Virus-host pathogen interactions
Viruses such as influenza virus can cause severe and fatal disease. Precisely how these events unfold during an infection are not fully understood. We use a combination of forward and reverse genetics to study virus-host interactions in vitro and in vivo. The forward genetic studies make use of the genetic variation between mouse strains and the impact of this variation on disease susceptibility and severity. We discovered almost 10 years ago that the DBA/2 mouse strains is extremely susceptible to the highly pathogenic avian H5N1 influenza virus. Genome-wide association studies identified several host factors that predisposed to severe disease including the complement factor 5 and a novel interferon induced protein 35 (IFI35). Next, we developed an IFI35 knockout mouse and found that IFI35 exacerbates disease after influenza virus infection. Detailed mechanistic studied found that the production of the host cytokine IL12p80 was reduced in the IFI35-knockout animals and that neutralization of this cytokine was beneficial for the mice. Future efforts will reveal how IFI35 regulates the expression or production of the key cytokine. Specific inhibitors of IFI35 or IL12p80 could be developed to treat severe influenza infections.
More recently, we discovered that the IFI35-knockout mice are also more resistant to Vesicular Stomatitis Virus (VSV) and we are now in the process of understanding how IFI35 promotes VSV replication and disease in vivo.
Additional projects in this program are
- Generation and characterization of novel gene-knockout mice. The genes in this project are in the same pathway as IFI35 or novel candidate genes from our forward genetic screens.
- Testing the effects of genetic variation in key host genes on disease pathogenesis.
- Quantifying the IL12p80 response in humans infected with influenza virus.
- Investigate the association between IL12p80 and severe disease in people.
Influenza virus vaccines
Vaccination is the key to an efficient health care system. It is estimated that over a million cases of childhood diseases have been prevented in the US over the past 100 years. Influenza vaccination is no exception and the CDC has estimated that over 40,000 lives have been saved between 2005 and 2014. However, the ability of the influenza virus vaccine to protect against influenza virus infection is suboptimal. The research in my laboratory is aimed to develop novel vaccine adjuvants to enhance the antibody and T-cell response to influenza vaccination. In a separate project, we apply forward genetics to identify genetic differences that are associated with a strong and cross-protective immune response after influenza vaccination. Vaccination of different mouse strains has identified variable immune responses after vaccination between mouse strains suggesting that genetic impact immunity to viral antigens. A systems immunology approach, including transcriptional analysis of individual T- and B-cells from these mice, will identify genes and gene-signatures associated with strong and cross-protective immunity. These gene-networks will be targets of future vaccine adjuvants to improve vaccine responses to virus vaccines.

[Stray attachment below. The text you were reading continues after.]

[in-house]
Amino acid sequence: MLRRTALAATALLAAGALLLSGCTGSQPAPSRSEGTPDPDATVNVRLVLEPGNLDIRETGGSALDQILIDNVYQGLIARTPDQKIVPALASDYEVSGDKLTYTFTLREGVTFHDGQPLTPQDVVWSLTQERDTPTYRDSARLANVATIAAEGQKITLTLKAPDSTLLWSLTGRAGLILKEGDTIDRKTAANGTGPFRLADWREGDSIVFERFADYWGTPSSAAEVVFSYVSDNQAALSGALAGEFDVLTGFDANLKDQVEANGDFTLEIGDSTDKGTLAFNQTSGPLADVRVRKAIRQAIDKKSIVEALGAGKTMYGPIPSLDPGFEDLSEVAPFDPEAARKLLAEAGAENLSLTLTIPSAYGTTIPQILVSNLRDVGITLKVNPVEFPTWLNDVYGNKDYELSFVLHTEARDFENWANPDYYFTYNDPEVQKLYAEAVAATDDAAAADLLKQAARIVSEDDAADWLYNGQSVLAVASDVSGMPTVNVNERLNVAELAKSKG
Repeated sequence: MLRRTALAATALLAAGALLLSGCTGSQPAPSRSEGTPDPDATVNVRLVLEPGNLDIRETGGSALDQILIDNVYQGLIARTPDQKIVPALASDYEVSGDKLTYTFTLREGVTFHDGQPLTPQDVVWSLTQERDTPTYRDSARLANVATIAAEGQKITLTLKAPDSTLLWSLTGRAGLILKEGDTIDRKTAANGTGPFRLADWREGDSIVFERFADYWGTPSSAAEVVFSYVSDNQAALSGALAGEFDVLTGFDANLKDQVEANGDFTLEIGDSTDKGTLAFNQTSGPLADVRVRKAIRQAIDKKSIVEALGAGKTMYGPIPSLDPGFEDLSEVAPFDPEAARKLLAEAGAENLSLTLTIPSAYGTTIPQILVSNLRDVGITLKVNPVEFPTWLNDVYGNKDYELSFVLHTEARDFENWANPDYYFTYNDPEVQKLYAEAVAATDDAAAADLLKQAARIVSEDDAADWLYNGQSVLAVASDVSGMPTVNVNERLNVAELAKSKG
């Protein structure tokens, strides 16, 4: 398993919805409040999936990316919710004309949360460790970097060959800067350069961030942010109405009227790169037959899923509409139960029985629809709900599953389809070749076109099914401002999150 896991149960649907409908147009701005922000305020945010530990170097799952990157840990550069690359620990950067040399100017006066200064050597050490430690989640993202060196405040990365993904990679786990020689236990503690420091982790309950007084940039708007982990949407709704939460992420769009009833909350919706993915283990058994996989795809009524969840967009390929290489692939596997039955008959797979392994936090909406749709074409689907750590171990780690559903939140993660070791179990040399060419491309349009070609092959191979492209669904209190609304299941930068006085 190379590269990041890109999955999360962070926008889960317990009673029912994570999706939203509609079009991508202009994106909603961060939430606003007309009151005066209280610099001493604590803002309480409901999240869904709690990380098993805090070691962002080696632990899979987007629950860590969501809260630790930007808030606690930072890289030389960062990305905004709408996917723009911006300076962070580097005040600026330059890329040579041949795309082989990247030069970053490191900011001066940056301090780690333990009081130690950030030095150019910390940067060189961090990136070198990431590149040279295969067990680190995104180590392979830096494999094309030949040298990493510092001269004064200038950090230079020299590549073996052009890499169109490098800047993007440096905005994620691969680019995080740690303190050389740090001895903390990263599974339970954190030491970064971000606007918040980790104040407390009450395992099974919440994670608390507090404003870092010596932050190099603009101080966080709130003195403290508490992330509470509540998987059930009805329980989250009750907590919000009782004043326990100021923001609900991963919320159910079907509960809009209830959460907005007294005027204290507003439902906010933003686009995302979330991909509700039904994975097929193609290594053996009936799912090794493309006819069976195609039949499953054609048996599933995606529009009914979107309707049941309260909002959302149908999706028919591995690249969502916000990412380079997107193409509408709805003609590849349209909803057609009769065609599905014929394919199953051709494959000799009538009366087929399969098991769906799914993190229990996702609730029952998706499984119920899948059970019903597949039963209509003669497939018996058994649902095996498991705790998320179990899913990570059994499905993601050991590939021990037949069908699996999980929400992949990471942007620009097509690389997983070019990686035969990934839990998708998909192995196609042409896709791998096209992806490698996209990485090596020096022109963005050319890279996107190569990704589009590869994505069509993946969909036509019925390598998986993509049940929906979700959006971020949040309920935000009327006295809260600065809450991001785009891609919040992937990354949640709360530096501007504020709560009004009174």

Reassortment and genome packaging of influenza viruses
The genome of influenza virus is segmented, providing the virus with unique challenge and opportunities. The main challenge for the virus is to incorporate eight unique gene-segments into progeny virus particles. Previous studies have identified “signals” at the ends of each segment that are required for incorporation of reporter genes, but how these signals work and what they interact with is still not known. We hypothesized that gene-segment packaging required RNA duplex formation between gene-segments and that this process would eliminate viral nucleoprotein binding. To identify the viral RNA-NP interactions, we applied CLIP-seq, a state-of-the-art technology that combines cross-linking and immunoprecipitation of vRNA-NP complexes with next generation sequencing. CLIP-seq found multiple regions in the virus genome that were free or low in NP binding. These so-called low-NP binding regions were predicted to form RNA secondary structures, which we showed, were required for viral genome packaging and virus growth in vitro and in vivo.
Ongoing studies are focused on understanding how these low-NP binding regions facilitate genome packaging. We also want to understand how low-NP binding is achieved and perform biochemical analysis to improve our understanding of the RNA binding properties of viral NP. Finally, we are performing CLIP-seq on other types and subtypes of influenza viruses to understand how low-NP binding regions in H5N1 or H7N9 influenza viruses promote or limit virus reassortment and thus emergency of pandemic influenza viruses.
Bourbon virus is an emerging tick-borne Orthomyxovirus that is distantly related to influenza viruses. Several human cases of Bourbon virus infection have been described including two fatal cases in the Midwest region of the United States. Bourbon virus has been identified in the Lone star tick (Amblyomma americanum), which is a putative vector for transmission. The Lone star tick is endemic to the majority of the USA; raising the possibility, that significant fraction of the country has potential to be exposed to BRBV. My laboratory has cultured the second human isolate of Bourbon virus and has developed a mouse model for this novel pathogen. We are now using this model to test specific antiviral drug for efficacy against this deadly pathogen. Future studies will generate a molecular clone of this virus to (i) study the effects of genetic variation between isolates of Bourbon virus, (ii) develop a reporter virus to in vivo and in vitro testing of antiviral compounds, (iii) define the seroprevalence of Bourbon virus in people and identify the natural host of Bourbon virus in nature.